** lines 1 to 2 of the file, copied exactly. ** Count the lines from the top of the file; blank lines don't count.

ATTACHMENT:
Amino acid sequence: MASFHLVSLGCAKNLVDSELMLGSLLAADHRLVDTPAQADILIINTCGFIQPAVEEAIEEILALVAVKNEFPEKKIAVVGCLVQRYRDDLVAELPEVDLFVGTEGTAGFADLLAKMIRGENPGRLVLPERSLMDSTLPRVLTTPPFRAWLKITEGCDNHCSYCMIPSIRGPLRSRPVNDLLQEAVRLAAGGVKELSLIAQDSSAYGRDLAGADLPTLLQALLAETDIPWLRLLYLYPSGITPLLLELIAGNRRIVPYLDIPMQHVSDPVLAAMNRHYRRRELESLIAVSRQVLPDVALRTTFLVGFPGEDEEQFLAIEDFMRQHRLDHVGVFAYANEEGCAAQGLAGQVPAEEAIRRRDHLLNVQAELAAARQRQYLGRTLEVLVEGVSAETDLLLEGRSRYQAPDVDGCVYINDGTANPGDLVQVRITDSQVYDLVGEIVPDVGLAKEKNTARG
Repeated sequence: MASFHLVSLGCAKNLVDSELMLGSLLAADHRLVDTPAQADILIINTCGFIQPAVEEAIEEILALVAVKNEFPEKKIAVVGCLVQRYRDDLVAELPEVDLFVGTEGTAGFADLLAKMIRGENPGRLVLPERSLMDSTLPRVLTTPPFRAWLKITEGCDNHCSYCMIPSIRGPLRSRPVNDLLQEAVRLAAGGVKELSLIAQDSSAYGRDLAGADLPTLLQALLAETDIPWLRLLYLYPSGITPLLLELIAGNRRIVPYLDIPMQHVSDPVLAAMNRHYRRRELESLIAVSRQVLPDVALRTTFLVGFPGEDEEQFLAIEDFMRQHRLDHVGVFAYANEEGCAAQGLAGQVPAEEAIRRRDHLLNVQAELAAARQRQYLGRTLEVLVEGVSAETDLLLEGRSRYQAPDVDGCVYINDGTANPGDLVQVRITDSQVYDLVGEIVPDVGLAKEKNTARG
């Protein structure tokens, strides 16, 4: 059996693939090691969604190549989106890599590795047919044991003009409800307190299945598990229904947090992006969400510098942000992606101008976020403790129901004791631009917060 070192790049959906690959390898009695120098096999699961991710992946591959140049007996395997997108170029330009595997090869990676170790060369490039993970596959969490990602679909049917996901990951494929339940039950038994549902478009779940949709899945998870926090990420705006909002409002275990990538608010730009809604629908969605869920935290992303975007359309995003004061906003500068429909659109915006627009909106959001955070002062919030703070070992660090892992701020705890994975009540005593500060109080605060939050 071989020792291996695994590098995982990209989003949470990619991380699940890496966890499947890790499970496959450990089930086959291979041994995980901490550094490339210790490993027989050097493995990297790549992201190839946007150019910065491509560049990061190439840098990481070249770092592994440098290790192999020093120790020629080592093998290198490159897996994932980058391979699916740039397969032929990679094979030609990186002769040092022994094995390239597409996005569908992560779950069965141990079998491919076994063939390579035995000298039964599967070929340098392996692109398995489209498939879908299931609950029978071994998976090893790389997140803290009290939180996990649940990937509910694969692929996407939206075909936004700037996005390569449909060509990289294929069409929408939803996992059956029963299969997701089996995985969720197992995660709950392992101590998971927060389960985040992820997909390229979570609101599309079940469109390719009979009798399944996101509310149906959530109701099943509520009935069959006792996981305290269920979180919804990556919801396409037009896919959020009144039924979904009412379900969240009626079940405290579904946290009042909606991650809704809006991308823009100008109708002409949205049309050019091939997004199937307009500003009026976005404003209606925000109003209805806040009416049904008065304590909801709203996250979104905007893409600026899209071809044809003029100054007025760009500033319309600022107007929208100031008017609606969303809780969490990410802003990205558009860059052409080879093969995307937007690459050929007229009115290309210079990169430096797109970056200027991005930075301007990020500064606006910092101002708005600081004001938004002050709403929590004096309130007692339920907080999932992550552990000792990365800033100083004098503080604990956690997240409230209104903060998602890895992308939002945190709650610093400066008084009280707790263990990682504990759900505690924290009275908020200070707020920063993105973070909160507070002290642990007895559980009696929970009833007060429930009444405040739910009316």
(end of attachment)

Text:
Amino acid sequence: MASFHLVSLGCAKNLVDSELMLGSLLAADHRLVDTPAQADILIINTCGFIQPAVEEAIEEILALVAVKNEFPEKKIAVVGCLVQRYRDDLVAELPEVDLFVGTEGTAGFADLLAKMIRGENPGRLVLPERSLMDSTLPRVLTTPPFRAWLKITEGCDNHCSYCMIPSIRGPLRSRPVNDLLQEAVRLAAGGVKELSLIAQDSSAYGRDLAGADLPTLLQALLAETDIPWLRLLYLYPSGITPLLLELIAGNRRIVPYLDIPMQHVSDPVLAAMNRHYRRRELESLIAVSRQVLPDVALRTTFLVGFPGEDEEQFLAIEDFMRQHRLDHVGVFAYANEEGCAAQGLAGQVPAEEAIRRRDHLLNVQAELAAARQRQYLGRTLEVLVEGVSAETDLLLEGRSRYQAPDVDGCVYINDGTANPGDLVQVRITDSQVYDLVGEIVPDVGLAKEKNTARG
Repeated sequence: MASFHLVSLGCAKNLVDSELMLGSLLAADHRLVDTPAQADILIINTCGFIQPAVEEAIEEILALVAVKNEFPEKKIAVVGCLVQRYRDDLVAELPEVDLFVGTEGTAGFADLLAKMIRGENPGRLVLPERSLMDSTLPRVLTTPPFRAWLKITEGCDNHCSYCMIPSIRGPLRSRPVNDLLQEAVRLAAGGVKELSLIAQDSSAYGRDLAGADLPTLLQALLAETDIPWLRLLYLYPSGITPLLLELIAGNRRIVPYLDIPMQHVSDPVLAAMNRHYRRRELESLIAVSRQVLPDVALRTTFLVGFPGEDEEQFLAIEDFMRQHRLDHVGVFAYANEEGCAAQGLAGQVPAEEAIRRRDHLLNVQAELAAARQRQYLGRTLEVLVEGVSAETDLLLEGRSRYQAPDVDGCVYINDGTANPGDLVQVRITDSQVYDLVGEIVPDVGLAKEKNTARG